FLORENCE, Italy Nov. 6, 2013 -- Amanda Knox's ex-boyfriend and co-defendant in an Italian murder trial told the court today that Knox was his "first true love" and described their brief romance as a "fairy tale."
Raffaele Sollecito spoke emotionally at times during a 20 minutes statement before the appeals court in Florence, denying that he and Knox killed Meredith Kercher and calling the accusations against them "absurd."
Knox, who has spent four years in an Italian prison, has remained at home in Seattle and has said she will not return to Italy for the trial, the third time the former couple are being tried for the 2007 murder.
Knox and Sollecito had been dating for about a week when Kercher, Knox's English roommate, was found semi-nude and her throat slashed in a cottage the women shared in Perugia. Knox and Sollecito were charged with her murder shortly after.
The couple was initially convicted of murder in 2009, but an appeals court threw out the verdict in 2011. Last year, Italy's supreme court threw out the appeals trial and ordered the appeal reheard. The new hearing began in September.
Sollecito, now 29, addressed the court today, defending himself and his romance with Knox, who had been vilified in Italy as a "she devil."
"Amanda Knox was the first true love of my life. Even if late in my life, this flower blossomed," he told the court.
"We had a carefree love," Sollecito said and that they "wanted to be isolated in this little fairy tale."
Instead, it turned into a nightmare of prison, litigation and suspicion. He told the court he can't find a job because people think of him as a killer.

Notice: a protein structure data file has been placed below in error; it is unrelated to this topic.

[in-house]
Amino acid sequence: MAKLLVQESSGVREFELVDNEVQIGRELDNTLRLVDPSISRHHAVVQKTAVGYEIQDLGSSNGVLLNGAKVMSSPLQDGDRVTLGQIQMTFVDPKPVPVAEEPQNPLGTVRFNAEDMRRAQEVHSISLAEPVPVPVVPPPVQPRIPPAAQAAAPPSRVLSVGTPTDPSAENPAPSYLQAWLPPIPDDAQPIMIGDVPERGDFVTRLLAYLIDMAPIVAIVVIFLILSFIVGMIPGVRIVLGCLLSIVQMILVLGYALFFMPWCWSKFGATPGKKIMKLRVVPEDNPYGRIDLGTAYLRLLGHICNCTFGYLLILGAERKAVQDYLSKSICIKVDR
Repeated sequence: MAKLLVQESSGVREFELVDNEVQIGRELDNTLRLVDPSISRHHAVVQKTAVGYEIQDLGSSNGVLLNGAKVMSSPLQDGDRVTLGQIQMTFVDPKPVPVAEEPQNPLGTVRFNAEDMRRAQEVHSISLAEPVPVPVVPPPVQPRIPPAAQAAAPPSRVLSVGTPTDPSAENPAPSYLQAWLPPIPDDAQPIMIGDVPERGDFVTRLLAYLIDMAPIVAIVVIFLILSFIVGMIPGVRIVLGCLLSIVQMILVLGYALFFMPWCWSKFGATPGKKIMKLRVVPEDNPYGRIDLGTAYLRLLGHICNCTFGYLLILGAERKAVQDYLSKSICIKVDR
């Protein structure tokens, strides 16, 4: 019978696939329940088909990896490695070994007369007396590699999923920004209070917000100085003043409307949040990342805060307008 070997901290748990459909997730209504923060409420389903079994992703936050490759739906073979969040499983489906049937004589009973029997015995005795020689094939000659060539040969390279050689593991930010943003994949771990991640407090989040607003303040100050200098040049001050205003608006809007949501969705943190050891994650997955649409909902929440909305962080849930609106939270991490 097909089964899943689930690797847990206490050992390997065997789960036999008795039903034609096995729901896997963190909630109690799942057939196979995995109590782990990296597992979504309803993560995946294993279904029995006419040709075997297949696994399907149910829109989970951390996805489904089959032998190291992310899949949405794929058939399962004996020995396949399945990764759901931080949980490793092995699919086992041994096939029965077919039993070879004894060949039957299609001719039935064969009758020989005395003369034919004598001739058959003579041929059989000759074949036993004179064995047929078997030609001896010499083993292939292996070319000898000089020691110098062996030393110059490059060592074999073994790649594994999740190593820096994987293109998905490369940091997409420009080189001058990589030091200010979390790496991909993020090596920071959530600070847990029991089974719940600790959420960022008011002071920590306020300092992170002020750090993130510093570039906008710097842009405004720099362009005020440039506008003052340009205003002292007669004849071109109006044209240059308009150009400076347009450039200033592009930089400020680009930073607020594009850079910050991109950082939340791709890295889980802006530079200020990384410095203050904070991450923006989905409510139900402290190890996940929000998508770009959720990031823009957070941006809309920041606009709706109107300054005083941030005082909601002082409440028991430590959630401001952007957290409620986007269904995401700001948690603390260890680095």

"I never went to parties obsessively, never loved liquor, but I may have smoked a couple of joints, but that doesn't change who I am psychologically," he said.
He called Kercher's murder an "atrocious crime," but said the accusations against him and Knox were "absurd."
Pleading with the judge and jury, Sollecito said, "I appeal to you to give an Italian like you the possibility of having a life."
Much of today's hearing focused on a newly tested DNA trace found a knife that was retrieved by police from Sollecito's kitchen and that the prosecution claims was the murder weapon.
The tests on a spot that had not been previously tested found Knox's DNA, but determined that Kercher's DNA was not present in that spot.
Prosecutors have claimed, however, that Kercher's DNA was found elsewhere on the blade in previous tests.
A lawyer for Knox called today's forensic testimony a "victory," but the prosecution said it would comment on the forensics during its summation.
The court set the next hearing for Nov. 25 and 26 for closing arguments by the prosecution. The defense will make its case in December. Both sides are expected to make their rebuttals on Jan. 9 and the court will begin its deliberations on Jan. 10.
A third person, Rudy Guede, has been convicted in the Kercher murder. He was tried separately and is serving a 16 year prison term.